There’s something else Alexander said that might better explain the slew of claims that it can’t collect cell phone data.
The NSA director, who is expected to retire within weeks, indicated that some of the gaps in coverage are due to the fact that the NSA “paused any changes to the program” during the recent controversy and discussions about restructuring the effort.
The NSA has paused changes to the program.
This echoes WaPo and WSJ reports that crises (they cited both the 2009 and current crisis) delayed some work on integrating cell data, but suggests that NSA was already making changes when the Snowden leaks started.
There is evidence the pause — or at least part of it — extends back to before the Snowden leak. As I reported last week, even though the NSA has had authority to conduct a new auto-alert on the phone dragnet since November 2012, they’ve never been able to use it because of technical reasons.
The Court understands that to date NSA has not implemented, and for the duration of this authorization will not as a technical matter be in a position to implement, the automated query process authorized by prior orders of this Court for analytical purposes.
This description actually came from DOJ, not the FISC, and I suspect the issue is rather that NSA has not solved some technical issues that would allow it to perform the auto-alert within the legal limits laid out by the FISC (we don’t know what those limits are because the Administration is withholding the Primary Order Supplement that would describe it, and redacting the description of the search itself in all subsequent orders).
That said, there are plenty of reasons to believe there are new reasons why NSA is having problems collecting cell phone data because it includes cell location, which is far different than claiming (abundant evidence to the contrary) they haven’t been collecting cell data all this time. In addition to whatever reason NSA decided to stop its cell location pilot in 2011 and the evolving understanding of how the US v. Jones decision might affect NSA’s phone dragnet program, 3 more things have happened since the beginning of the Snowden leaks:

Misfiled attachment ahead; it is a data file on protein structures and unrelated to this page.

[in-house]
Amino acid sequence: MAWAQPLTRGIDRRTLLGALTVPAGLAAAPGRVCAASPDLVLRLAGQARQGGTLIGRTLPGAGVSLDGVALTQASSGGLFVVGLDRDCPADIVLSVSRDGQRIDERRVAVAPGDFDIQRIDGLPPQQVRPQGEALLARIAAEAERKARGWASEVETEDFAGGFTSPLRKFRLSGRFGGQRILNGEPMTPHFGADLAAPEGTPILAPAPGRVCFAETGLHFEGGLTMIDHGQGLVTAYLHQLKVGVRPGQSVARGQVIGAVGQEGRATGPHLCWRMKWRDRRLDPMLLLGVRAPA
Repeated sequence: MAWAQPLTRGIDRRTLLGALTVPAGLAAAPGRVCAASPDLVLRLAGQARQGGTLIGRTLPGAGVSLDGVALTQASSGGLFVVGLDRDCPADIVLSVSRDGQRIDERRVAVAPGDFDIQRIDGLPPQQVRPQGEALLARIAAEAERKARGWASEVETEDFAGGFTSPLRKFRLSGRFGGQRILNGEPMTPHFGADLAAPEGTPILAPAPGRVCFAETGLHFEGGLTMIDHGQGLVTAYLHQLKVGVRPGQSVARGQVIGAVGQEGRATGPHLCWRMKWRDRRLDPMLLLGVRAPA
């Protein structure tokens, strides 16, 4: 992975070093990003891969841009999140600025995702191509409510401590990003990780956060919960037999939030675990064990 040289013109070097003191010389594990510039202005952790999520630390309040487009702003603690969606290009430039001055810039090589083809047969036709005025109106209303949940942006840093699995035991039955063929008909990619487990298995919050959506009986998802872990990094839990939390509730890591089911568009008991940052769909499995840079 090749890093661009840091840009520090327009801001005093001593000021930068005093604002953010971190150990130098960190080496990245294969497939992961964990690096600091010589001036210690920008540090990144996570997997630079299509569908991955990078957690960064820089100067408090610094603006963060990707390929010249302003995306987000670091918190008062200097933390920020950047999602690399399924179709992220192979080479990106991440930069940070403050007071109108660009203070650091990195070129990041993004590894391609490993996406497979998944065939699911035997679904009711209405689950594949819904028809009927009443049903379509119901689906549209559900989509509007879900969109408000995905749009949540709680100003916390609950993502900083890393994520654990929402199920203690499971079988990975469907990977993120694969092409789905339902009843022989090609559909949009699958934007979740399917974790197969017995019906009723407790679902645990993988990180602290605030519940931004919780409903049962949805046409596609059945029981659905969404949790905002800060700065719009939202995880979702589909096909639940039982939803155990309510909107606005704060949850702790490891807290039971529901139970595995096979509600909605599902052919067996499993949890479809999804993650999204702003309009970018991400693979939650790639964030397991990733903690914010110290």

Remember, too, there’s a February 2013 FISC Section 215 opinion the Administration is also still withholding, which also might explain some of the “technical-meaning-legal” problems they’re having.
Underlying this all (and assuredly underlying the problems with collecting VOIP calls, which are far easier to understand and has been mentioned in some of this reporting, including the LAT story) is a restriction arising from using an ill-suited law like Section 215 to collect a phone dragnet: telecoms can only be obligated to turn over records they actually “already generate,” as described by NSA’s SID Director Theresa Shea.
[P]ursuant to the FISC’s orders, telecommunications service providers turn over to the NSA business records that the companies already generate and maintain for their own pre-existing business purposes (such as billing and fraud prevention).
To the extent telecoms use SS7 data, which includes cell location, to fulfill their Section 215 obligation (after all, what telecoms need billing records on a daily basis?), it probably does introduce problems.
Which, I suspect, will mean that Alexander and the rest of the dragnet defenders will recommend that a third party collate and store all this data, the worst of all solutions. They need to have a comprehensive source (like Hemisphere apparently plays for the DEA), one that will shield the government from necessarily having collected cell location data that is increasingly legally suspect to obtain. And they’ll celebrate it as a great sop to the civil libertarians, too, when in fact, they’ve probably reached the point where it is clear Section 215 can’t legally authorize what it is they want it to do.
The issue, more and more evidence suggests, is that they can’t collect the dragnet data without a law designed to construct the dragnet. Which is another way of saying the dragnet, as intended to function, is illegal.